Mousse 66: Out Now
Everyone knows Paul Klee’s famous painting Angelus Novus (1920), described by Walter Benjamin in one of his famous “Theses on the Philosophy of History”: “His eyes are staring, his mouth is open, his wings are spread” carried by a storm from Paradise that “irresistibly propels him into the future to which his back is turned.”
Dealing with themes spanning experimental literature, art, expanded cinema, poetry, music, and feminism, Beatrice Gibson’s practice has always been informed by participatory processes and collaborations. In her two new interconnected and multigenerational films presented at Camden Arts Centre, in London, the Franco-British artist brings these issues into a more intimate level of analysis, exploring family values and unfolding collective concerns in an even more unsettled world.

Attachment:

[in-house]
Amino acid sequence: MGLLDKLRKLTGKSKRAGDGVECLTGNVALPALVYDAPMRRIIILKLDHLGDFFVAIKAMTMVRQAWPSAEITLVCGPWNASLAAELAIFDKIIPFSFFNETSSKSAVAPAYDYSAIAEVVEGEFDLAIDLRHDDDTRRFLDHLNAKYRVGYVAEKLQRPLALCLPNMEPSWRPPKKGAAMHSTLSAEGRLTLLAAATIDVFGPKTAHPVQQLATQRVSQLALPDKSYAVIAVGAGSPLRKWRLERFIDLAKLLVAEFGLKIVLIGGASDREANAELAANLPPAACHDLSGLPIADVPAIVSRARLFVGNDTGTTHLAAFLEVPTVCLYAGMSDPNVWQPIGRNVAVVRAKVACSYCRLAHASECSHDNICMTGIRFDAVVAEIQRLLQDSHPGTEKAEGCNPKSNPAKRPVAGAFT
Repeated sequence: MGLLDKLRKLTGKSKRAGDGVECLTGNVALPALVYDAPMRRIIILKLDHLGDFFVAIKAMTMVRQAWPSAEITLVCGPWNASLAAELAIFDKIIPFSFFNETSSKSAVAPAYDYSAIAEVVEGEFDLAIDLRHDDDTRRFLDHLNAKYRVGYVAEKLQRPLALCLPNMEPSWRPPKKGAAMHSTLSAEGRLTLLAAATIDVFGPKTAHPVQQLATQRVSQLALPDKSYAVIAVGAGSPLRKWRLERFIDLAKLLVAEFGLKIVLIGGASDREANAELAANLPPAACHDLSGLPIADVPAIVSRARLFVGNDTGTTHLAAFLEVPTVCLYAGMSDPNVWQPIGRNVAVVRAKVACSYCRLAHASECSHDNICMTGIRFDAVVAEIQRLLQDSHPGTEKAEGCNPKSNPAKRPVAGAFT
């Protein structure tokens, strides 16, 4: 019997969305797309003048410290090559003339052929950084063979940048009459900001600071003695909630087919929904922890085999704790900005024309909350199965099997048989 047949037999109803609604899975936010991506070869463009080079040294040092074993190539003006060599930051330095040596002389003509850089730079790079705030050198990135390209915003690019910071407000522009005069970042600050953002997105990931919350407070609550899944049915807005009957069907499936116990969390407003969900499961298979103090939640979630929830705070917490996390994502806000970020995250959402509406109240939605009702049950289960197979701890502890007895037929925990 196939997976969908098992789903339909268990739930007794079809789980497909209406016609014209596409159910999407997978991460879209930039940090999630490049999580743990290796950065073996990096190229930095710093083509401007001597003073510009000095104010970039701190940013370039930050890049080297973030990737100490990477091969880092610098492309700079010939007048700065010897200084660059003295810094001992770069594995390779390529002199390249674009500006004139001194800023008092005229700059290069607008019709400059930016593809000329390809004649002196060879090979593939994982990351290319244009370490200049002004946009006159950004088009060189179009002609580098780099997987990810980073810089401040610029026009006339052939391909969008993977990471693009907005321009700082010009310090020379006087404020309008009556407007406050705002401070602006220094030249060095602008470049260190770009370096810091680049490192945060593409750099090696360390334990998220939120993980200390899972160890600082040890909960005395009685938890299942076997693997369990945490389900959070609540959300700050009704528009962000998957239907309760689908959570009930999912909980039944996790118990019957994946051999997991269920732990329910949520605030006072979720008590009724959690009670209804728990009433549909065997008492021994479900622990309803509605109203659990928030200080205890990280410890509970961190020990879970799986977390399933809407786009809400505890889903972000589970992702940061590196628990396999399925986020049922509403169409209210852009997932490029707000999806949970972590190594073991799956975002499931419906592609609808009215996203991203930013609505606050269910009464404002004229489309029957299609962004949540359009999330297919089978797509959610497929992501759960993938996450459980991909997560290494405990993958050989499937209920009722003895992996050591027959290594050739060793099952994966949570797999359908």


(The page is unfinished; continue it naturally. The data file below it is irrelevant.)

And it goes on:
In Oliver Laric’s works, nothing is still, indeed: for the viewer approaching his practice, the feeling is that of stepping into a known river only to acknowledge that “different and again different waters flow,” to echo Heraclitus—as cited by Plato—as quoted by Laric himself.
It’s Sunday morning as I sit at my working desk with a coffee-stained bunch of stapled papers on my lap. The densely typed handout is the script of I don’t want to live, I don’t want to die, an exhibition in five acts by the Copenhagen-based artist collective YEARS.